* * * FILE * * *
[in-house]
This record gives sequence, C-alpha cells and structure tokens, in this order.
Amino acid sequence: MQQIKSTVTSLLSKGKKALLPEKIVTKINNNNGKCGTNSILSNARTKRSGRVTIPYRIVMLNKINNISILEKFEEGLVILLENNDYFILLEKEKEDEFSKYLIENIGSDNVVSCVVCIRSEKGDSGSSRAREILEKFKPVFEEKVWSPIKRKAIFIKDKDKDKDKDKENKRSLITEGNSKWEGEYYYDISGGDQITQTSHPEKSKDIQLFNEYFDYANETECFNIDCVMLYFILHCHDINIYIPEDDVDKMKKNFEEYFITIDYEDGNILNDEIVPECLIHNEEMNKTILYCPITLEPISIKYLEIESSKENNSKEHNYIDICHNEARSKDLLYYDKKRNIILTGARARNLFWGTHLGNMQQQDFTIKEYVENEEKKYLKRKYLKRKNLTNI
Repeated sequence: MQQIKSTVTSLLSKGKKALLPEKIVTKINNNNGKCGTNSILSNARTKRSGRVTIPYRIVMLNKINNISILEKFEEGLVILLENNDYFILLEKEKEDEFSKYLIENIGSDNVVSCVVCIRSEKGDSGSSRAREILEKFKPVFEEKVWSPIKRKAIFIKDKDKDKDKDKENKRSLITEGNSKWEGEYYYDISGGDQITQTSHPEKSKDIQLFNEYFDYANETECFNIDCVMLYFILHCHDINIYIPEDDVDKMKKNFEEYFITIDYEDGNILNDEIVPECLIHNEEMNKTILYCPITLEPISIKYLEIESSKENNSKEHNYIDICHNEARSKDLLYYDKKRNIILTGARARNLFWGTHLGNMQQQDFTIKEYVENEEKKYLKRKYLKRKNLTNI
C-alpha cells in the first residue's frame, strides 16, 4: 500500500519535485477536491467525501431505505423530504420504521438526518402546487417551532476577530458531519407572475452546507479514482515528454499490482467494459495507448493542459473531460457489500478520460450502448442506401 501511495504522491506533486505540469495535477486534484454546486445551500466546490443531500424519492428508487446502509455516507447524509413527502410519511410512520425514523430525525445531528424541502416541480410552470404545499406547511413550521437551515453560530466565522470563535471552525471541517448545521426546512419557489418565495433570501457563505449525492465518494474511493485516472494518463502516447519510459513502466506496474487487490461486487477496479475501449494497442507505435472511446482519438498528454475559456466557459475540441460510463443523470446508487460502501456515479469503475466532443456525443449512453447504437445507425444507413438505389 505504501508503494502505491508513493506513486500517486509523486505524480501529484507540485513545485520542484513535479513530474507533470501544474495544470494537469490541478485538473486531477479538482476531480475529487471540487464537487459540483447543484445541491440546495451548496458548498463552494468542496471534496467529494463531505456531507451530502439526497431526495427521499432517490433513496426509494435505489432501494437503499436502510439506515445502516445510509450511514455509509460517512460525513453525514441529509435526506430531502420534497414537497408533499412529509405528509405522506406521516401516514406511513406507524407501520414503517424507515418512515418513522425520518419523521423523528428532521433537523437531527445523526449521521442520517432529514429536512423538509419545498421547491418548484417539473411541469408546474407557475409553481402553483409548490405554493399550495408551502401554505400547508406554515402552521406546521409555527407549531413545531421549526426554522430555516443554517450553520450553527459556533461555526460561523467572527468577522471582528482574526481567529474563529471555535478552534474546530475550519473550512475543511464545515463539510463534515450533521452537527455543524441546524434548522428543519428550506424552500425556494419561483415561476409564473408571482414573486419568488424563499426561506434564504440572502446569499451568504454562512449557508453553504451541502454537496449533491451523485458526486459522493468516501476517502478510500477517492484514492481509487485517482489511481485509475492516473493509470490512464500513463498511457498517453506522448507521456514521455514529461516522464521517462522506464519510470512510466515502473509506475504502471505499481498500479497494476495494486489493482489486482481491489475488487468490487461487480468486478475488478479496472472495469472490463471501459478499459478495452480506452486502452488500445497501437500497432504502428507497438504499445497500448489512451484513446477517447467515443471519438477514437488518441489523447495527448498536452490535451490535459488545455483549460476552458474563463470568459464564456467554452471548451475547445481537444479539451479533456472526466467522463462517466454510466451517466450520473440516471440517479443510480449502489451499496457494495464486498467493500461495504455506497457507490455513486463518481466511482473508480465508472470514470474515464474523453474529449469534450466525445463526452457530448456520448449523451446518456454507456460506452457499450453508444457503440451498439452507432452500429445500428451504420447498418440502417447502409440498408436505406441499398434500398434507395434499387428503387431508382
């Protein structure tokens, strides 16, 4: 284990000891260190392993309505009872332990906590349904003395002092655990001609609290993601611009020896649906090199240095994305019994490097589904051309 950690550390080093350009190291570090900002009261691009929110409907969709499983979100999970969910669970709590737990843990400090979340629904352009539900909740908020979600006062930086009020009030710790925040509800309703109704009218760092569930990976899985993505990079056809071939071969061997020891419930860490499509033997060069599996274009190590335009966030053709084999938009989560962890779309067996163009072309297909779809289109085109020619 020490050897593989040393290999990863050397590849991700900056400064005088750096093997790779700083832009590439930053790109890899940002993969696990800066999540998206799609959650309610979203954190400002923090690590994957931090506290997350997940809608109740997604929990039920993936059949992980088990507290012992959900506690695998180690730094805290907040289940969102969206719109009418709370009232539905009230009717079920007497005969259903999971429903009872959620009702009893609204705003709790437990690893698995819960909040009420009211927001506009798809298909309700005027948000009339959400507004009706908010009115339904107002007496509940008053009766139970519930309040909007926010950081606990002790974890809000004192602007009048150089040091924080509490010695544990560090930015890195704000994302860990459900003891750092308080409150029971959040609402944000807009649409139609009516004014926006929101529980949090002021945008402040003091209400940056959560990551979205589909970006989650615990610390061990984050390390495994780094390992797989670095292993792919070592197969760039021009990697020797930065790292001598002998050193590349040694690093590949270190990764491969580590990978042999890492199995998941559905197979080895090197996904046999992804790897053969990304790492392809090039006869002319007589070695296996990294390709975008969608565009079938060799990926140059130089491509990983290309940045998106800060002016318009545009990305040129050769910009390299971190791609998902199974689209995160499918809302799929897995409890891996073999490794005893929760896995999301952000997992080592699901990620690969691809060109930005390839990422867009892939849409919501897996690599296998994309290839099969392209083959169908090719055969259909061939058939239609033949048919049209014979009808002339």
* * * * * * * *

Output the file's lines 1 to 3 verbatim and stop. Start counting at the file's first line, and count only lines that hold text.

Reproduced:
[in-house]
This record gives sequence, C-alpha cells and structure tokens, in this order.
Amino acid sequence: MQQIKSTVTSLLSKGKKALLPEKIVTKINNNNGKCGTNSILSNARTKRSGRVTIPYRIVMLNKINNISILEKFEEGLVILLENNDYFILLEKEKEDEFSKYLIENIGSDNVVSCVVCIRSEKGDSGSSRAREILEKFKPVFEEKVWSPIKRKAIFIKDKDKDKDKDKENKRSLITEGNSKWEGEYYYDISGGDQITQTSHPEKSKDIQLFNEYFDYANETECFNIDCVMLYFILHCHDINIYIPEDDVDKMKKNFEEYFITIDYEDGNILNDEIVPECLIHNEEMNKTILYCPITLEPISIKYLEIESSKENNSKEHNYIDICHNEARSKDLLYYDKKRNIILTGARARNLFWGTHLGNMQQQDFTIKEYVENEEKKYLKRKYLKRKNLTNI